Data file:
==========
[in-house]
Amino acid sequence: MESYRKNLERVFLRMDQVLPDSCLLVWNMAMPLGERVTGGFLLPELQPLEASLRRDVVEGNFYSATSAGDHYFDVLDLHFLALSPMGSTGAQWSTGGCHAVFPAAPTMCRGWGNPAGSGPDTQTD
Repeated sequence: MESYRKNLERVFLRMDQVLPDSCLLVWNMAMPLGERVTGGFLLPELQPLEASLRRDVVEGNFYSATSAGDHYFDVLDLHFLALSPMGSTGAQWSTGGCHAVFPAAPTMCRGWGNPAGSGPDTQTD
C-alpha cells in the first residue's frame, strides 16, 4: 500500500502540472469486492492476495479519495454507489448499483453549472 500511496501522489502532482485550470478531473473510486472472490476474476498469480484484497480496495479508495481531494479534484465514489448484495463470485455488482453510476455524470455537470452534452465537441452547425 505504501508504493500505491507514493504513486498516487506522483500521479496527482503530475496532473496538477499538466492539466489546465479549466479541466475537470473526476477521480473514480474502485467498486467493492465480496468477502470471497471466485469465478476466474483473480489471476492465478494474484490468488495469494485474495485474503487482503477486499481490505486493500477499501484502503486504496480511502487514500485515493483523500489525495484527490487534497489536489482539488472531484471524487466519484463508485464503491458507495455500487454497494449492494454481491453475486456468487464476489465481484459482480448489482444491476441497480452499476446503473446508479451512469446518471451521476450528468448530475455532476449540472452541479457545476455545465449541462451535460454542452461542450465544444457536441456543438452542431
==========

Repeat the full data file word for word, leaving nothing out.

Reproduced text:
[in-house]
Amino acid sequence: MESYRKNLERVFLRMDQVLPDSCLLVWNMAMPLGERVTGGFLLPELQPLEASLRRDVVEGNFYSATSAGDHYFDVLDLHFLALSPMGSTGAQWSTGGCHAVFPAAPTMCRGWGNPAGSGPDTQTD
Repeated sequence: MESYRKNLERVFLRMDQVLPDSCLLVWNMAMPLGERVTGGFLLPELQPLEASLRRDVVEGNFYSATSAGDHYFDVLDLHFLALSPMGSTGAQWSTGGCHAVFPAAPTMCRGWGNPAGSGPDTQTD
C-alpha cells in the first residue's frame, strides 16, 4: 500500500502540472469486492492476495479519495454507489448499483453549472 500511496501522489502532482485550470478531473473510486472472490476474476498469480484484497480496495479508495481531494479534484465514489448484495463470485455488482453510476455524470455537470452534452465537441452547425 505504501508504493500505491507514493504513486498516487506522483500521479496527482503530475496532473496538477499538466492539466489546465479549466479541466475537470473526476477521480473514480474502485467498486467493492465480496468477502470471497471466485469465478476466474483473480489471476492465478494474484490468488495469494485474495485474503487482503477486499481490505486493500477499501484502503486504496480511502487514500485515493483523500489525495484527490487534497489536489482539488472531484471524487466519484463508485464503491458507495455500487454497494449492494454481491453475486456468487464476489465481484459482480448489482444491476441497480452499476446503473446508479451512469446518471451521476450528468448530475455532476449540472452541479457545476455545465449541462451535460454542452461542450465544444457536441456543438452542431